Although most devote their week in South Beach to mojitos and sangria, producers do occasionally work during the Winter Music Conference — even if it is the middle of the night. You might have noticed Carmen Rizzo sitting in a hotel lobby earlier this year in Miami, focused on his laptop and absorbed in the sound emanating from his headphones. What you didn't know was that he was working on Coldplay's dime.
Rizzo spent the week before WMC 2005 in his Los Angeles studio with Chris Martin working on “Speed of Sound” and left for Miami believing they had finished the song. “I got a call at midnight in South Beach saying Chris wanted to change something, and they had booked me a flight back to L.A. at 7 a.m.,” Rizzo explains. “I panicked and convinced them I could do the fix in Miami. I had some of the files sent to me via the Web, and I sat in a hotel lobby with my laptop and a [Digidesign] Mbox editing until early in the morning. After I knew it was approved, I power-walked across the street and went for a swim in the ocean.”
Rizzo's schedule doesn't usually allow for relaxing ocean moments. He lives in perpetual high demand, tapped by artists — some legendary, some aspiring — to join them in the studio and work his magic on their music. A two-time nominee himself, Rizzo also played an instrumental role in adding the Best Electronic Album category to the Grammy Awards. But, ironically, it was the constant speed of his life that inspired the slowed-down atmospherics on his artist debut, The Lost Art of the Idle Moment (The Lab/Universal, 2005).
“I traveled all over the world to collaborate — NYC, London, Bristol, Paris and Munich,” says Rizzo, who worked with Esthero, Jem, Ladybug Mecca (Digable Planets) and others for the album. “Many of the people had little bedroom setups. I had my laptop, a hard drive and an Mbox. Every song had its challenge, but I would never trade that in. I've recorded all over the world for years and really enjoy it. Why use a studio unless you absolutely have to? Often, for what you pay in a day or two, you can record in an Italian villa overlooking the sea for a few weeks, which I have done!”
Rizzo's home base does have its perks, however. Nestled into downtown Hollywood, his studio, Suite 775, is an early-1920s loft packed with Indian furniture, roadcases filled with outboard gear and tons of computer equipment. “My main tool is Pro Tools,” he says. “I have a TDM HD rig with a Mac G5, which I use for MIDI and audio. I also use Ableton Live 5, which I also use in a live setup. I used to be very high-tech and am still very on top of what's cutting edge, at times too much. But I'm not a purist at all and love lo-fi. I have had many hard-to-find instruments and bizarre boxes, but to be honest, I sold a lot of stuff I never used. I hated having a museum of cool stuff that you just don't use or barely works. It impresses your friends but takes up way too much space!”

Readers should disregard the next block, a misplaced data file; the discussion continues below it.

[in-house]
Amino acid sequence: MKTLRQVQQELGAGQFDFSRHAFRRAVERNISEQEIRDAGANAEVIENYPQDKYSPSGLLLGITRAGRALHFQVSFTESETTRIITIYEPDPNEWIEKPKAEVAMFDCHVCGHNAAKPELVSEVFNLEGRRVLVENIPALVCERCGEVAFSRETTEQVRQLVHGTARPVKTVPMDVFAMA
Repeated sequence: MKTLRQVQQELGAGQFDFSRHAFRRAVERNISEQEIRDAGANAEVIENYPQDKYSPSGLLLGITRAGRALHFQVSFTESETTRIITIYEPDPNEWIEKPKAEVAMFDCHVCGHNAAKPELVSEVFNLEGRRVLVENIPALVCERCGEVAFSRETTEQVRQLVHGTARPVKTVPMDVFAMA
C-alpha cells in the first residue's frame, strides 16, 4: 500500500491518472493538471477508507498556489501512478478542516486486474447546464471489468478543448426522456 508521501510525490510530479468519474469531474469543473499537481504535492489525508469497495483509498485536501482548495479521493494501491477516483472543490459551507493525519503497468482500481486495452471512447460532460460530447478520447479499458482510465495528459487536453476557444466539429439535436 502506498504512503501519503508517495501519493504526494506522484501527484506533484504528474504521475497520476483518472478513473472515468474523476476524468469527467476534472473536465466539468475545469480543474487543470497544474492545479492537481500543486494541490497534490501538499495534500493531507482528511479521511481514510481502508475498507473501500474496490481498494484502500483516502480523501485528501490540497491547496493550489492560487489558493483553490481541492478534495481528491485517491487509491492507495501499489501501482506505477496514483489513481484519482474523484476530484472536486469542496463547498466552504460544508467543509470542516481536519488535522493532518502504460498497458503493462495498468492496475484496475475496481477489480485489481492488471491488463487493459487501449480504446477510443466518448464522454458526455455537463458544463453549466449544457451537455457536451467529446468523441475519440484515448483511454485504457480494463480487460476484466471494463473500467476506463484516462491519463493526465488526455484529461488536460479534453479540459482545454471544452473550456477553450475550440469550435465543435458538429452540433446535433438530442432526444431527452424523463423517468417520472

Some classic equipment did survive Rizzo's yard sale: the Roland RE-201 Space Echo tape delay and reverb unit and the Musitronics Mu-Tron Bi-Phase phaser, both made during the '70s. The Lost Art sees Rizzo applying the Space Echo alongside current Native Instruments soft synths. “I had a great sample from a gramophone I recorded in the lobby of Studio 301 in Sydney, Australia, years ago,” he says. “On the end of ‘Too Rude,’ I tweaked the Space Echo running through it, slowing it down and then speeding it up. It was magic to my ears!”
Rizzo correctly asserts that even with today's user-friendly studio equipment, quality production still requires actual human input. “With most gear today, they make it so easy to just press a button and say, ‘Wow!’” Rizzo says. “You don't just buy Photoshop and call yourself a graphic designer or buy GarageBand and you're a songwriter. A piece of gear is what it is. Your personal taste, style and talent must kick in.” Especially in the hotel lobby at 4 a.m.